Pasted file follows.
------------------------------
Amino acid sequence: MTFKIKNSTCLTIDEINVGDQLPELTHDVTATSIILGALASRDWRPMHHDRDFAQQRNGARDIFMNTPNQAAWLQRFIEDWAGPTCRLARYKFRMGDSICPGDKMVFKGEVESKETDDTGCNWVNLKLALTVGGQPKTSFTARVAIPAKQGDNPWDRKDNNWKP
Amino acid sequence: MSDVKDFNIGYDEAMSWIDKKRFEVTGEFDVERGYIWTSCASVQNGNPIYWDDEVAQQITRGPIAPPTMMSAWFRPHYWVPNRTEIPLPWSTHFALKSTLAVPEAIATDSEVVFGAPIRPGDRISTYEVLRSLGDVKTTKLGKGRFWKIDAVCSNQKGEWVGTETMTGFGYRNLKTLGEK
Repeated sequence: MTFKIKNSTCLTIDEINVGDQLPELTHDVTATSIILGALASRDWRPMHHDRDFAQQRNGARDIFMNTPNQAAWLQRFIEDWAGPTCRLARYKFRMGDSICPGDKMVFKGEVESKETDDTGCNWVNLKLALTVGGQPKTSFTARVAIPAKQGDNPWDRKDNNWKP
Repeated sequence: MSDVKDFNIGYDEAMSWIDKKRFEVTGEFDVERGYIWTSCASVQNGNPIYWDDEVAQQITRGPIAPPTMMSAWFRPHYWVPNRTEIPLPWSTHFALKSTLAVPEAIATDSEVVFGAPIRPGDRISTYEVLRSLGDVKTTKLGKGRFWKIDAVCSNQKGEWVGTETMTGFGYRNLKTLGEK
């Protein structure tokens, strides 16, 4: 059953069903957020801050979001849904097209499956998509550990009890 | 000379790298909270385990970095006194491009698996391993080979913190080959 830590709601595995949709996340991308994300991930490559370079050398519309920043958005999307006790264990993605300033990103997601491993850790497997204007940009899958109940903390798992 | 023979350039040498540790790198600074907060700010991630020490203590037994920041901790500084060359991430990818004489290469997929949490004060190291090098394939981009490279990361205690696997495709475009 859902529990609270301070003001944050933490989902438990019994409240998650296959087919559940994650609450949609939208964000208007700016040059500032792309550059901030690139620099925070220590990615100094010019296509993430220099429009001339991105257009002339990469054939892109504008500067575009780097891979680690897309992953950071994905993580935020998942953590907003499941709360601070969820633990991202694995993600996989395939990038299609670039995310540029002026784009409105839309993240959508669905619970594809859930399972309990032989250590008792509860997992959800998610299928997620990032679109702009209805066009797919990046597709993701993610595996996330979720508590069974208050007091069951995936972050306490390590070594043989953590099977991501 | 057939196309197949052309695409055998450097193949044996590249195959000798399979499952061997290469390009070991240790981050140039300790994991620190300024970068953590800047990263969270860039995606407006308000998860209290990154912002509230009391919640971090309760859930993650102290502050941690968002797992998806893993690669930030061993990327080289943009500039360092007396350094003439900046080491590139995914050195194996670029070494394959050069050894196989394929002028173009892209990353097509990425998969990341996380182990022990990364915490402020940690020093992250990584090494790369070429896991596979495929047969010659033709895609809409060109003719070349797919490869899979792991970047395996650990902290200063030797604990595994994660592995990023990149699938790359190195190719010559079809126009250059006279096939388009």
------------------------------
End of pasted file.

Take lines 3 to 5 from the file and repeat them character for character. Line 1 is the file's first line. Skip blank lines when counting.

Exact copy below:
Repeated sequence: MTFKIKNSTCLTIDEINVGDQLPELTHDVTATSIILGALASRDWRPMHHDRDFAQQRNGARDIFMNTPNQAAWLQRFIEDWAGPTCRLARYKFRMGDSICPGDKMVFKGEVESKETDDTGCNWVNLKLALTVGGQPKTSFTARVAIPAKQGDNPWDRKDNNWKP
Repeated sequence: MSDVKDFNIGYDEAMSWIDKKRFEVTGEFDVERGYIWTSCASVQNGNPIYWDDEVAQQITRGPIAPPTMMSAWFRPHYWVPNRTEIPLPWSTHFALKSTLAVPEAIATDSEVVFGAPIRPGDRISTYEVLRSLGDVKTTKLGKGRFWKIDAVCSNQKGEWVGTETMTGFGYRNLKTLGEK
């Protein structure tokens, strides 16, 4: 059953069903957020801050979001849904097209499956998509550990009890 | 000379790298909270385990970095006194491009698996391993080979913190080959 830590709601595995949709996340991308994300991930490559370079050398519309920043958005999307006790264990993605300033990103997601491993850790497997204007940009899958109940903390798992 | 023979350039040498540790790198600074907060700010991630020490203590037994920041901790500084060359991430990818004489290469997929949490004060190291090098394939981009490279990361205690696997495709475009 859902529990609270301070003001944050933490989902438990019994409240998650296959087919559940994650609450949609939208964000208007700016040059500032792309550059901030690139620099925070220590990615100094010019296509993430220099429009001339991105257009002339990469054939892109504008500067575009780097891979680690897309992953950071994905993580935020998942953590907003499941709360601070969820633990991202694995993600996989395939990038299609670039995310540029002026784009409105839309993240959508669905619970594809859930399972309990032989250590008792509860997992959800998610299928997620990032679109702009209805066009797919990046597709993701993610595996996330979720508590069974208050007091069951995936972050306490390590070594043989953590099977991501 | 057939196309197949052309695409055998450097193949044996590249195959000798399979499952061997290469390009070991240790981050140039300790994991620190300024970068953590800047990263969270860039995606407006308000998860209290990154912002509230009391919640971090309760859930993650102290502050941690968002797992998806893993690669930030061993990327080289943009500039360092007396350094003439900046080491590139995914050195194996670029070494394959050069050894196989394929002028173009892209990353097509990425998969990341996380182990022990990364915490402020940690020093992250990584090494790369070429896991596979495929047969010659033709895609809409060109003719070349797919490869899979792991970047395996650990902290200063030797604990595994994660592995990023990149699938790359190195190719010559079809126009250059006279096939388009």